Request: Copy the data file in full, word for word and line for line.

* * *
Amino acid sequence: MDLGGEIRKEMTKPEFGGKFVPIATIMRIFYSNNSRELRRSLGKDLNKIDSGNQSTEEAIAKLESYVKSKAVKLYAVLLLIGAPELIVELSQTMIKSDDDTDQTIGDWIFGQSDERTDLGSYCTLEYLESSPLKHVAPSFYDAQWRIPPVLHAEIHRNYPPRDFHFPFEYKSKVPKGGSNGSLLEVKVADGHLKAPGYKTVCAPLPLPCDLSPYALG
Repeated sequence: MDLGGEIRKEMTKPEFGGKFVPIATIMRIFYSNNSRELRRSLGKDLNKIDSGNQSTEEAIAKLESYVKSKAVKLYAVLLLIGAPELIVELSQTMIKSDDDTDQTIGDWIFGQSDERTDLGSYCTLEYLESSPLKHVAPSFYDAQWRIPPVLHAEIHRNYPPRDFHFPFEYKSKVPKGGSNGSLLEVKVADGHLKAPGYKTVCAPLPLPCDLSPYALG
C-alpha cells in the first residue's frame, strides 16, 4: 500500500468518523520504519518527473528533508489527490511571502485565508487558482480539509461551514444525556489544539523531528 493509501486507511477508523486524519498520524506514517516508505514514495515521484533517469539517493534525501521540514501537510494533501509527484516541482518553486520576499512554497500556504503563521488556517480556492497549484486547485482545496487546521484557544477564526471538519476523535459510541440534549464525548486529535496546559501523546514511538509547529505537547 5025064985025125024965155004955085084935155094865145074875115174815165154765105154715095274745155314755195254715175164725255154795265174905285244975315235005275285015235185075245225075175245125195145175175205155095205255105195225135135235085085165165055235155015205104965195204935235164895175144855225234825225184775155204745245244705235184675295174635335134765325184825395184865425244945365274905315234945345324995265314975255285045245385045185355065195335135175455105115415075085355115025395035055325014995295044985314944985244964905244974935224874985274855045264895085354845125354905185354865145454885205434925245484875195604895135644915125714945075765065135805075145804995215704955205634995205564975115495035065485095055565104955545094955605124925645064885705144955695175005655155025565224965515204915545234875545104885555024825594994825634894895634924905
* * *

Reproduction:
Amino acid sequence: MDLGGEIRKEMTKPEFGGKFVPIATIMRIFYSNNSRELRRSLGKDLNKIDSGNQSTEEAIAKLESYVKSKAVKLYAVLLLIGAPELIVELSQTMIKSDDDTDQTIGDWIFGQSDERTDLGSYCTLEYLESSPLKHVAPSFYDAQWRIPPVLHAEIHRNYPPRDFHFPFEYKSKVPKGGSNGSLLEVKVADGHLKAPGYKTVCAPLPLPCDLSPYALG
Repeated sequence: MDLGGEIRKEMTKPEFGGKFVPIATIMRIFYSNNSRELRRSLGKDLNKIDSGNQSTEEAIAKLESYVKSKAVKLYAVLLLIGAPELIVELSQTMIKSDDDTDQTIGDWIFGQSDERTDLGSYCTLEYLESSPLKHVAPSFYDAQWRIPPVLHAEIHRNYPPRDFHFPFEYKSKVPKGGSNGSLLEVKVADGHLKAPGYKTVCAPLPLPCDLSPYALG
C-alpha cells in the first residue's frame, strides 16, 4: 500500500468518523520504519518527473528533508489527490511571502485565508487558482480539509461551514444525556489544539523531528 493509501486507511477508523486524519498520524506514517516508505514514495515521484533517469539517493534525501521540514501537510494533501509527484516541482518553486520576499512554497500556504503563521488556517480556492497549484486547485482545496487546521484557544477564526471538519476523535459510541440534549464525548486529535496546559501523546514511538509547529505537547 5025064985025125024965155004955085084935155094865145074875115174815165154765105154715095274745155314755195254715175164725255154795265174905285244975315235005275285015235185075245225075175245125195145175175205155095205255105195225135135235085085165165055235155015205104965195204935235164895175144855225234825225184775155204745245244705235184675295174635335134765325184825395184865425244945365274905315234945345324995265314975255285045245385045185355065195335135175455105115415075085355115025395035055325014995295044985314944985244964905244974935224874985274855045264895085354845125354905185354865145454885205434925245484875195604895135644915125714945075765065135805075145804995215704955205634995205564975115495035065485095055565104955545094955605124925645064885705144955695175005655155025565224965515204915545234875545104885555024825594994825634894895634924905